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Post Time: Arrogate flies home to Pegasus win

HALLANDALE BEACH, Fla. – The torch was officially passed at Gulfstream Park in the inaugural Pegasus World Cup as Arrogate collected a cool $7 million winning the richest horse race in history.

As the shadows lengthened over the South Florida track, Arrogate romped ahead of his 11 rivals and took over the reins from California Chrome as racing’s next superstar and claim the top prize of the $12 million race.

The big matchup never materialized between the two top horses in the world. It was California Chrome’s final race and the 6-year-old chestnut will now head to the breeding shed in the next chapter of his career. He finished a disappointing ninth, 29½-lengths behind Arrogate, his worst finish in a stellar 27-race career.

Arrogate, the Longines top-ranked horse in the world, defeated Chrome for the second straight time, backing up his big win in the $6 million Breeders’ Cup Classic with the Pegasus win. The mammoth winner’s share of the purse brought Arrogate’s career earnings to $11,084,600.

The roan horse broke from the rail and settled in behind Noble Bird and Neolithic, the early pace setters, staying out of trouble into the first turn. He dueled with California Chrome briefly down the backstretch and then left him in the dust as he made his patented move on the far turn to streak into the lead.

As the sun set beyond the Gulfstream oval, the winner took over at the top of the stretch from Neolithic and roared down the stretch much to the dismay of Chrome’s many followers.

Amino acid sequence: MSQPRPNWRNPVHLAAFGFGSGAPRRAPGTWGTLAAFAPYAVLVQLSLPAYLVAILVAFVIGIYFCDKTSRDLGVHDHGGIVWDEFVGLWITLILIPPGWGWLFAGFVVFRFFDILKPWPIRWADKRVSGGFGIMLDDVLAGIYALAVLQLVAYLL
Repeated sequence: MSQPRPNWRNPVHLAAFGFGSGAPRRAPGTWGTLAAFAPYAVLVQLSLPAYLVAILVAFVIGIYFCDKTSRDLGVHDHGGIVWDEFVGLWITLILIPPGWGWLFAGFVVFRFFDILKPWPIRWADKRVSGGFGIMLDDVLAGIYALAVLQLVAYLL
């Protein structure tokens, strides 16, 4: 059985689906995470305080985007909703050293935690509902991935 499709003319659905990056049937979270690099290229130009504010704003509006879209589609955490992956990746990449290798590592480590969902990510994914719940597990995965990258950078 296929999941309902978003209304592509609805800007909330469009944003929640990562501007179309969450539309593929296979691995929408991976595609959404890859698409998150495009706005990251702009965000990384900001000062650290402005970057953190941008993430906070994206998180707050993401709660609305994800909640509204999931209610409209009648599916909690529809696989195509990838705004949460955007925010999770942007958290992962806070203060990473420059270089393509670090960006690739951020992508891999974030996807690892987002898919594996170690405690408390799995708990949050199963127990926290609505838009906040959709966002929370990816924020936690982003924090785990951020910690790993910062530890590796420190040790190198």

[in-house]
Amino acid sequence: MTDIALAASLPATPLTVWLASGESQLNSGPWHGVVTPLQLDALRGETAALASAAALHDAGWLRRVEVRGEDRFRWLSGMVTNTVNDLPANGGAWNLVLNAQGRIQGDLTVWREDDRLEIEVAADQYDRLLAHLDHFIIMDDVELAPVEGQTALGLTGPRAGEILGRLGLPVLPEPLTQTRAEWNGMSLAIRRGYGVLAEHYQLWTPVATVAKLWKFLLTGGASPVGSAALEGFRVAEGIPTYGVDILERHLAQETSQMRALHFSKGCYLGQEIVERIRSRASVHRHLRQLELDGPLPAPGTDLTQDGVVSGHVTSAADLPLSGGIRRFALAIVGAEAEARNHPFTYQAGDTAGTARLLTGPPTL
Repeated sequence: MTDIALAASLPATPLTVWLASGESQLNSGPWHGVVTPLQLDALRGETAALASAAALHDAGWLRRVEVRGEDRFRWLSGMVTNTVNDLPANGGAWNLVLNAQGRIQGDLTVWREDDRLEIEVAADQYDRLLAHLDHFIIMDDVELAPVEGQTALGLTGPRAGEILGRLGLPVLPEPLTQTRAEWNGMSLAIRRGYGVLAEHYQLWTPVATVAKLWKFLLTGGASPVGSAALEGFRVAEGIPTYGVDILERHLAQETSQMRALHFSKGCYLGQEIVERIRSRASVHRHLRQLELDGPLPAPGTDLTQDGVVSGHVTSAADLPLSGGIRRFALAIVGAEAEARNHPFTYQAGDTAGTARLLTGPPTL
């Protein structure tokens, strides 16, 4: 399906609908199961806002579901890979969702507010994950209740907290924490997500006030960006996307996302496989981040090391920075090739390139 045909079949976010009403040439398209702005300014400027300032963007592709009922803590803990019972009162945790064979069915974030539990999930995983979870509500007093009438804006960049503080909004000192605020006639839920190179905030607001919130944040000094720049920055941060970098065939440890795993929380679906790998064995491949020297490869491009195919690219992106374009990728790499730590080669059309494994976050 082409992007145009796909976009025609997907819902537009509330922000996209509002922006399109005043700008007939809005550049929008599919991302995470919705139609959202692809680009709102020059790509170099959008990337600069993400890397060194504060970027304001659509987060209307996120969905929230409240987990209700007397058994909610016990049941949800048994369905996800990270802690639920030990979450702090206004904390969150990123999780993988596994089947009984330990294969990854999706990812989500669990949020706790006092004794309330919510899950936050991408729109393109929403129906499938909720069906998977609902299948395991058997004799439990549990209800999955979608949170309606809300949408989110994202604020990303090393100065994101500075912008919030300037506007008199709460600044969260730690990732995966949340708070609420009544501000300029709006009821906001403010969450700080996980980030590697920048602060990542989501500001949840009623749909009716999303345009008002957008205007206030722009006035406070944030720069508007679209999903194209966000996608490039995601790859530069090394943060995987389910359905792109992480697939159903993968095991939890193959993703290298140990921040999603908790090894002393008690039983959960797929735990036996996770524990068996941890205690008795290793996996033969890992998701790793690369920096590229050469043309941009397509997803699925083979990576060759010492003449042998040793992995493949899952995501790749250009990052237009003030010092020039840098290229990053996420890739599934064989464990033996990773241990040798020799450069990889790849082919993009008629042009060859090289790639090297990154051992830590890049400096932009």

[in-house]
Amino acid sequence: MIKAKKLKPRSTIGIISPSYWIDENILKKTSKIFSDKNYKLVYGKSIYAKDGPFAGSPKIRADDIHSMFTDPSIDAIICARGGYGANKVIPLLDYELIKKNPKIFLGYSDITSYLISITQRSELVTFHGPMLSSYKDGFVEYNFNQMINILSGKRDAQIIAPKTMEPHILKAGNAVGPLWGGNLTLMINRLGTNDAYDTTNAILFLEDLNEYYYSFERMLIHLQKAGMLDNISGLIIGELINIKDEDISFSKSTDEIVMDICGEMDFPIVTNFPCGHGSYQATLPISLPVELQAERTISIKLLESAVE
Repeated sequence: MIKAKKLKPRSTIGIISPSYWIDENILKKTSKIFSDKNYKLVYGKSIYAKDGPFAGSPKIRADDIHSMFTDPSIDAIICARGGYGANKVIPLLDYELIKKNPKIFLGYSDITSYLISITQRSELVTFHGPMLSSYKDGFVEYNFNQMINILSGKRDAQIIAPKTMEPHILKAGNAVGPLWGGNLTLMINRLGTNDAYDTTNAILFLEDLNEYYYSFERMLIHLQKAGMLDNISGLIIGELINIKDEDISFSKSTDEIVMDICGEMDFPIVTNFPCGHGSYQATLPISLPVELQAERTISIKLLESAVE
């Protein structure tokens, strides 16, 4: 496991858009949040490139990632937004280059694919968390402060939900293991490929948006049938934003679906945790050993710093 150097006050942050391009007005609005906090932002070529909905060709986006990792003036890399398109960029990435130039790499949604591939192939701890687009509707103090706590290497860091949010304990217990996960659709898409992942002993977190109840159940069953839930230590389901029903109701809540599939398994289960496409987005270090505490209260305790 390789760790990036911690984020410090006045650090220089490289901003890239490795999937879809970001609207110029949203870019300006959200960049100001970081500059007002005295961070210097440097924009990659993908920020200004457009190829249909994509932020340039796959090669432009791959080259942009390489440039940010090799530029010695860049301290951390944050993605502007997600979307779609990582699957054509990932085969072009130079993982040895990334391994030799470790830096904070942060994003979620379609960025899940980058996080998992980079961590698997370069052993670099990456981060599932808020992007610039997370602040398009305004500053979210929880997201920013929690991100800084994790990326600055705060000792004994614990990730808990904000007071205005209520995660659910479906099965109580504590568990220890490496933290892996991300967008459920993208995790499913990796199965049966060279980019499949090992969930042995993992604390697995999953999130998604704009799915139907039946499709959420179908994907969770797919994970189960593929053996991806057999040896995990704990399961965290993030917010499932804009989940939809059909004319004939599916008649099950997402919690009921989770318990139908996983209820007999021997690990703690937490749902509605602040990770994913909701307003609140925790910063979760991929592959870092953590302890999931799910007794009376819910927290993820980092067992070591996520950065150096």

The son of Unbridled’s Song once again dazzled a nationally televised audience with his tremendous speed in capturing his third straight Grade 1 race. The speedy colt pulled off the Classic-Pegasus double to kick off his 4-year-old season.

Arrogate, who went off as the post time favorite, returned $3.80 to his backers for the win, $2.80 to place and $2.20 to show.

Shaman Ghost, the 2015 Queen’s Plate winner, ran on late to finish second and paid $8.60 for place and $5.80 to show, collecting $1.75 million. Neolithic paid $6 to show and completed a $2 trifecta that paid $208 and received $1 million for his third-place effort. The fourth through twelfth place finishers each received $250,000.

Total handle on the 12-race Pegasus day card was $40,217,924, a Gulfstream record, eclipsing the 2016 Florida Derby day 14 race total of $32,082,270. Arrogate completed the nine furlong trek in 1:47.61, finishing ahead of Shaman Ghost by a convincing 4 3/4 lengths.

The race, the brainchild of Gulfstream Park owner Frank Stronach, featured 12 stakeholders each paying a $1 million for a gate in the race. The track wasn’t overly crowded, was manageable to move around and was proclaimed a success. “I was always try to do things that benefit the racing industry,” said Stronach after the race.